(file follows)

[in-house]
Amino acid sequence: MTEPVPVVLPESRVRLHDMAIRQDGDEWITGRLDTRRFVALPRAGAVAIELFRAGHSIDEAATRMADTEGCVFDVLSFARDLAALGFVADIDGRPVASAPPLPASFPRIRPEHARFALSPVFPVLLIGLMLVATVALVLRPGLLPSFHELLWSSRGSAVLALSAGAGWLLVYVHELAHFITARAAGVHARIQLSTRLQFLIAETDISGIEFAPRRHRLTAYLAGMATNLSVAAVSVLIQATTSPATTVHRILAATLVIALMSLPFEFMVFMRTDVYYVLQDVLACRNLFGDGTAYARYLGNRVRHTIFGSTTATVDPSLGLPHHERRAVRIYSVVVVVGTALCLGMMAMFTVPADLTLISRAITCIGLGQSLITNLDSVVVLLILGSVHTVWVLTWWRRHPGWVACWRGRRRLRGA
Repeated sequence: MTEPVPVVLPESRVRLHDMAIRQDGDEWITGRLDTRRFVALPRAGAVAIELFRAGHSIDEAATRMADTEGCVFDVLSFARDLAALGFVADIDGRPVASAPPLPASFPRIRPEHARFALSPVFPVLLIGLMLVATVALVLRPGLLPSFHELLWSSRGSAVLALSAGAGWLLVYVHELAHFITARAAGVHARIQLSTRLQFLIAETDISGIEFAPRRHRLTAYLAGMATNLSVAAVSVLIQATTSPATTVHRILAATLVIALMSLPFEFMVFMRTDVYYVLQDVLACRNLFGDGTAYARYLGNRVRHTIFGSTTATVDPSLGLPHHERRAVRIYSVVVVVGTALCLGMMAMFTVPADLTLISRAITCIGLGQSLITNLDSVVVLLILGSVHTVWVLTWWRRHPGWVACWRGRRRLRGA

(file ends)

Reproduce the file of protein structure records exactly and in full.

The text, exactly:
[in-house]
Amino acid sequence: MTEPVPVVLPESRVRLHDMAIRQDGDEWITGRLDTRRFVALPRAGAVAIELFRAGHSIDEAATRMADTEGCVFDVLSFARDLAALGFVADIDGRPVASAPPLPASFPRIRPEHARFALSPVFPVLLIGLMLVATVALVLRPGLLPSFHELLWSSRGSAVLALSAGAGWLLVYVHELAHFITARAAGVHARIQLSTRLQFLIAETDISGIEFAPRRHRLTAYLAGMATNLSVAAVSVLIQATTSPATTVHRILAATLVIALMSLPFEFMVFMRTDVYYVLQDVLACRNLFGDGTAYARYLGNRVRHTIFGSTTATVDPSLGLPHHERRAVRIYSVVVVVGTALCLGMMAMFTVPADLTLISRAITCIGLGQSLITNLDSVVVLLILGSVHTVWVLTWWRRHPGWVACWRGRRRLRGA
Repeated sequence: MTEPVPVVLPESRVRLHDMAIRQDGDEWITGRLDTRRFVALPRAGAVAIELFRAGHSIDEAATRMADTEGCVFDVLSFARDLAALGFVADIDGRPVASAPPLPASFPRIRPEHARFALSPVFPVLLIGLMLVATVALVLRPGLLPSFHELLWSSRGSAVLALSAGAGWLLVYVHELAHFITARAAGVHARIQLSTRLQFLIAETDISGIEFAPRRHRLTAYLAGMATNLSVAAVSVLIQATTSPATTVHRILAATLVIALMSLPFEFMVFMRTDVYYVLQDVLACRNLFGDGTAYARYLGNRVRHTIFGSTTATVDPSLGLPHHERRAVRIYSVVVVVGTALCLGMMAMFTVPADLTLISRAITCIGLGQSLITNLDSVVVLLILGSVHTVWVLTWWRRHPGWVACWRGRRRLRGA